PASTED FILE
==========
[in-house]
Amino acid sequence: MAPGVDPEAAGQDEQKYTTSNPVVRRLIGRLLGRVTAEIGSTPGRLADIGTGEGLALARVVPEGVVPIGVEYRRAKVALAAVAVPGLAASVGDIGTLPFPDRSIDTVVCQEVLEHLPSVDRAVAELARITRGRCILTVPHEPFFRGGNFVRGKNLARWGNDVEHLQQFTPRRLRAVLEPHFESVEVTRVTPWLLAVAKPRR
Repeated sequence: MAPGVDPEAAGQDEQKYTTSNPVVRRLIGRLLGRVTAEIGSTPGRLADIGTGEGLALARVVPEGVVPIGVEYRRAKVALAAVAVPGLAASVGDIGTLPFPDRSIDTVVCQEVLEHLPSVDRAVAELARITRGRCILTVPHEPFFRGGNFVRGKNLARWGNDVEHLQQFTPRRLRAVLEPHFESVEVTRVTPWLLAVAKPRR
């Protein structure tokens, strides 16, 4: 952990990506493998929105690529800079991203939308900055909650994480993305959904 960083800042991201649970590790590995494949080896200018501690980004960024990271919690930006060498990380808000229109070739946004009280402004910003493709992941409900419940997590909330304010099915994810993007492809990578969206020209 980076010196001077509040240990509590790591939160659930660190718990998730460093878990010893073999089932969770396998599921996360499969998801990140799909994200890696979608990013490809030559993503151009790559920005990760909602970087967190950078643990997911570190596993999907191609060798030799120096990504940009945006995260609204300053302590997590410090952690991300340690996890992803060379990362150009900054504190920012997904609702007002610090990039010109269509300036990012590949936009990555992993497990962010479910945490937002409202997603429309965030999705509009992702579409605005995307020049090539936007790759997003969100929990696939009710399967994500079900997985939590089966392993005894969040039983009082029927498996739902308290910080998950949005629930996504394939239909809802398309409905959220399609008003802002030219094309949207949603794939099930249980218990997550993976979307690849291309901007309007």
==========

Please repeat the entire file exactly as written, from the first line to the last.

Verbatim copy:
[in-house]
Amino acid sequence: MAPGVDPEAAGQDEQKYTTSNPVVRRLIGRLLGRVTAEIGSTPGRLADIGTGEGLALARVVPEGVVPIGVEYRRAKVALAAVAVPGLAASVGDIGTLPFPDRSIDTVVCQEVLEHLPSVDRAVAELARITRGRCILTVPHEPFFRGGNFVRGKNLARWGNDVEHLQQFTPRRLRAVLEPHFESVEVTRVTPWLLAVAKPRR
Repeated sequence: MAPGVDPEAAGQDEQKYTTSNPVVRRLIGRLLGRVTAEIGSTPGRLADIGTGEGLALARVVPEGVVPIGVEYRRAKVALAAVAVPGLAASVGDIGTLPFPDRSIDTVVCQEVLEHLPSVDRAVAELARITRGRCILTVPHEPFFRGGNFVRGKNLARWGNDVEHLQQFTPRRLRAVLEPHFESVEVTRVTPWLLAVAKPRR
């Protein structure tokens, strides 16, 4: 952990990506493998929105690529800079991203939308900055909650994480993305959904 960083800042991201649970590790590995494949080896200018501690980004960024990271919690930006060498990380808000229109070739946004009280402004910003493709992941409900419940997590909330304010099915994810993007492809990578969206020209 980076010196001077509040240990509590790591939160659930660190718990998730460093878990010893073999089932969770396998599921996360499969998801990140799909994200890696979608990013490809030559993503151009790559920005990760909602970087967190950078643990997911570190596993999907191609060798030799120096990504940009945006995260609204300053302590997590410090952690991300340690996890992803060379990362150009900054504190920012997904609702007002610090990039010109269509300036990012590949936009990555992993497990962010479910945490937002409202997603429309965030999705509009992702579409605005995307020049090539936007790759997003969100929990696939009710399967994500079900997985939590089966392993005894969040039983009082029927498996739902308290910080998950949005629930996504394939239909809802398309409905959220399609008003802002030219094309949207949603794939099930249980218990997550993976979307690849291309901007309007």